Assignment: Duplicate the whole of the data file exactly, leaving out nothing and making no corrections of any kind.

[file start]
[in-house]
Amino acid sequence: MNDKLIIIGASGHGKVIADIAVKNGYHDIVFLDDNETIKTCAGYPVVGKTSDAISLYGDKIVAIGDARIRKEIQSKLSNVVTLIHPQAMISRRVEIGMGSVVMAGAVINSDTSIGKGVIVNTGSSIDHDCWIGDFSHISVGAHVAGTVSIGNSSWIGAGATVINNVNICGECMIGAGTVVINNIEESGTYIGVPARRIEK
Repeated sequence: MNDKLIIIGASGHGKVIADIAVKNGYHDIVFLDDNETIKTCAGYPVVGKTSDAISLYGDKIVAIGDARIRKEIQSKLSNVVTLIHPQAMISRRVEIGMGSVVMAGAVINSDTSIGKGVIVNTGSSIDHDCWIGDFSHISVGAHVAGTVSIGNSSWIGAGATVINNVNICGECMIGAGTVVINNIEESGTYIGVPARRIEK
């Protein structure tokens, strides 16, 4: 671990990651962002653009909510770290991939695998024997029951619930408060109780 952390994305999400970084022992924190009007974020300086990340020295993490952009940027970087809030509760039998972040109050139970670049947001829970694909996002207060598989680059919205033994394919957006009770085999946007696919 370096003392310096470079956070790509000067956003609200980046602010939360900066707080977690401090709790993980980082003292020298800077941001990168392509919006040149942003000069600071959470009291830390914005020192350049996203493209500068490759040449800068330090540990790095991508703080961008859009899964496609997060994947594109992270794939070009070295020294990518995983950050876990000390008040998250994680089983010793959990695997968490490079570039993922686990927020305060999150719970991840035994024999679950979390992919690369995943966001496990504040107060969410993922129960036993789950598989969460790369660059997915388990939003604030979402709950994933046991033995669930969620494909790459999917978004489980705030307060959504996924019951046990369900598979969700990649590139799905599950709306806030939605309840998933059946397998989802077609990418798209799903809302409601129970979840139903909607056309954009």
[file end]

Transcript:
[in-house]
Amino acid sequence: MNDKLIIIGASGHGKVIADIAVKNGYHDIVFLDDNETIKTCAGYPVVGKTSDAISLYGDKIVAIGDARIRKEIQSKLSNVVTLIHPQAMISRRVEIGMGSVVMAGAVINSDTSIGKGVIVNTGSSIDHDCWIGDFSHISVGAHVAGTVSIGNSSWIGAGATVINNVNICGECMIGAGTVVINNIEESGTYIGVPARRIEK
Repeated sequence: MNDKLIIIGASGHGKVIADIAVKNGYHDIVFLDDNETIKTCAGYPVVGKTSDAISLYGDKIVAIGDARIRKEIQSKLSNVVTLIHPQAMISRRVEIGMGSVVMAGAVINSDTSIGKGVIVNTGSSIDHDCWIGDFSHISVGAHVAGTVSIGNSSWIGAGATVINNVNICGECMIGAGTVVINNIEESGTYIGVPARRIEK
């Protein structure tokens, strides 16, 4: 671990990651962002653009909510770290991939695998024997029951619930408060109780 952390994305999400970084022992924190009007974020300086990340020295993490952009940027970087809030509760039998972040109050139970670049947001829970694909996002207060598989680059919205033994394919957006009770085999946007696919 370096003392310096470079956070790509000067956003609200980046602010939360900066707080977690401090709790993980980082003292020298800077941001990168392509919006040149942003000069600071959470009291830390914005020192350049996203493209500068490759040449800068330090540990790095991508703080961008859009899964496609997060994947594109992270794939070009070295020294990518995983950050876990000390008040998250994680089983010793959990695997968490490079570039993922686990927020305060999150719970991840035994024999679950979390992919690369995943966001496990504040107060969410993922129960036993789950598989969460790369660059997915388990939003604030979402709950994933046991033995669930969620494909790459999917978004489980705030307060959504996924019951046990369900598979969700990649590139799905599950709306806030939605309840998933059946397998989802077609990418798209799903809302409601129970979840139903909607056309954009």